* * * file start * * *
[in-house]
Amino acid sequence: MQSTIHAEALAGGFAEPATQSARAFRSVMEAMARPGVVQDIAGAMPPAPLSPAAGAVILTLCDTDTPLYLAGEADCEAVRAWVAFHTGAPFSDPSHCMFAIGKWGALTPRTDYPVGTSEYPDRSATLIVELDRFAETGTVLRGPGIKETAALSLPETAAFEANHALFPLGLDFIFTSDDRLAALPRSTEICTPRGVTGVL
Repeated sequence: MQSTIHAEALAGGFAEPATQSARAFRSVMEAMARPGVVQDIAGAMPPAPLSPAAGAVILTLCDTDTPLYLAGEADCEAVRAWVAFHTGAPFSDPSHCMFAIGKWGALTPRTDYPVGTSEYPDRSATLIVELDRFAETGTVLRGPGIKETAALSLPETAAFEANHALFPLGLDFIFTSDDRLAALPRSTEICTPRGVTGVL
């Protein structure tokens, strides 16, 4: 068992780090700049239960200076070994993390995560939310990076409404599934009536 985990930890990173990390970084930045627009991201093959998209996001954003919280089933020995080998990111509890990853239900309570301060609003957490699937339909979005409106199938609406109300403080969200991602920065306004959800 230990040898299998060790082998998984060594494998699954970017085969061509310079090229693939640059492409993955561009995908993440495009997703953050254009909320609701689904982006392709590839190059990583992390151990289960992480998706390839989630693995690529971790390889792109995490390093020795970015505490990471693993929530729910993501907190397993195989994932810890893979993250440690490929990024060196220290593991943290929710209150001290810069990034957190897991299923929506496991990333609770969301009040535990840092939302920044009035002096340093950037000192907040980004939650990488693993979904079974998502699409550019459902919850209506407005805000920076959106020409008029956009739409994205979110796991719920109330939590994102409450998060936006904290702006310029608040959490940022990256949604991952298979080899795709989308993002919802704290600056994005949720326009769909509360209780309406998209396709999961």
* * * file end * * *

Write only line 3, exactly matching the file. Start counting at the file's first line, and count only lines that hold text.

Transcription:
Repeated sequence: MQSTIHAEALAGGFAEPATQSARAFRSVMEAMARPGVVQDIAGAMPPAPLSPAAGAVILTLCDTDTPLYLAGEADCEAVRAWVAFHTGAPFSDPSHCMFAIGKWGALTPRTDYPVGTSEYPDRSATLIVELDRFAETGTVLRGPGIKETAALSLPETAAFEANHALFPLGLDFIFTSDDRLAALPRSTEICTPRGVTGVL